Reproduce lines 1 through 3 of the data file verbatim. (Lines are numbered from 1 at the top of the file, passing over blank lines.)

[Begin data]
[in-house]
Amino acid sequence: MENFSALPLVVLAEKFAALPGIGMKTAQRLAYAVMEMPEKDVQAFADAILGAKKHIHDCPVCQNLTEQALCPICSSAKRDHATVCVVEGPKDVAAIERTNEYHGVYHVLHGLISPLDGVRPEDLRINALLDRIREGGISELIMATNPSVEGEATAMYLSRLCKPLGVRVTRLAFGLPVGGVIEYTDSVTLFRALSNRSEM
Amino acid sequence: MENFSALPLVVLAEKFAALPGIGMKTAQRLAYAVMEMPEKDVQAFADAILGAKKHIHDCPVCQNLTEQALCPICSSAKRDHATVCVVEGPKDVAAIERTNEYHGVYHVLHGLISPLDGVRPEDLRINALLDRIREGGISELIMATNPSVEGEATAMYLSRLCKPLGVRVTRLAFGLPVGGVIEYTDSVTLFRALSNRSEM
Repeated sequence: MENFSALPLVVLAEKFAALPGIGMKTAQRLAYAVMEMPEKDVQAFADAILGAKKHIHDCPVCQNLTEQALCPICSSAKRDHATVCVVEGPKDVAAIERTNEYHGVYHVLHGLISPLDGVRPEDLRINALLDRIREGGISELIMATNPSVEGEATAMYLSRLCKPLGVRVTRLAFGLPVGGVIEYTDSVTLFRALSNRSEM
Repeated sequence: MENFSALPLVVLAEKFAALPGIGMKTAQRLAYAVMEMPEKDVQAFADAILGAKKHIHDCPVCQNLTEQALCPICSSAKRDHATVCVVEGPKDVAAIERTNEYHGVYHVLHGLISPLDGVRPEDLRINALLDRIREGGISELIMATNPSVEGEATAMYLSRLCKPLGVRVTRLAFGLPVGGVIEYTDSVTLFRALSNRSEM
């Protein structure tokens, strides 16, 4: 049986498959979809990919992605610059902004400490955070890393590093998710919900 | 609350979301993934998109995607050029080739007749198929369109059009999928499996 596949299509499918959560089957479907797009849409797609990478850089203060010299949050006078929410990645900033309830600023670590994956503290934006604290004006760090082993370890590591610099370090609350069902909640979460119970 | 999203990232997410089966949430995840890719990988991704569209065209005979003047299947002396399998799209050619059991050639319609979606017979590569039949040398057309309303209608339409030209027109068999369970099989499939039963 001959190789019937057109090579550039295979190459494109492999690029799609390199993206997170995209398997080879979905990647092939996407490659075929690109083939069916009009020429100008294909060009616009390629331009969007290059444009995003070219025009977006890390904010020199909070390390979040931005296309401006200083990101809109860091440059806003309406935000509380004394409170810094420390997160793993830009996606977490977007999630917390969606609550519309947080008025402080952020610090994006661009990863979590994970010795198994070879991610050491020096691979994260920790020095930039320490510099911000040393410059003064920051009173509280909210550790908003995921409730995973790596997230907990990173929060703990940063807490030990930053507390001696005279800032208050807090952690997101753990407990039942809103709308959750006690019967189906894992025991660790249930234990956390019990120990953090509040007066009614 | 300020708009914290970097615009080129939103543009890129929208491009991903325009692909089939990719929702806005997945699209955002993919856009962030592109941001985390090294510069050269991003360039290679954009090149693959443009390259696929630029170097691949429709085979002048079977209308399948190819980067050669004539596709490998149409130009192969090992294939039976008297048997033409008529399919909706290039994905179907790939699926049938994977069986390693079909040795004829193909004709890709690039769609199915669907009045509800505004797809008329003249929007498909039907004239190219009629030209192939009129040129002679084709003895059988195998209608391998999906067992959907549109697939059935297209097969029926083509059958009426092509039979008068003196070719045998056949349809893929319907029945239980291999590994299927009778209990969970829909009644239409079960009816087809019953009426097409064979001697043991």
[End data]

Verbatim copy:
[in-house]
Amino acid sequence: MENFSALPLVVLAEKFAALPGIGMKTAQRLAYAVMEMPEKDVQAFADAILGAKKHIHDCPVCQNLTEQALCPICSSAKRDHATVCVVEGPKDVAAIERTNEYHGVYHVLHGLISPLDGVRPEDLRINALLDRIREGGISELIMATNPSVEGEATAMYLSRLCKPLGVRVTRLAFGLPVGGVIEYTDSVTLFRALSNRSEM
Amino acid sequence: MENFSALPLVVLAEKFAALPGIGMKTAQRLAYAVMEMPEKDVQAFADAILGAKKHIHDCPVCQNLTEQALCPICSSAKRDHATVCVVEGPKDVAAIERTNEYHGVYHVLHGLISPLDGVRPEDLRINALLDRIREGGISELIMATNPSVEGEATAMYLSRLCKPLGVRVTRLAFGLPVGGVIEYTDSVTLFRALSNRSEM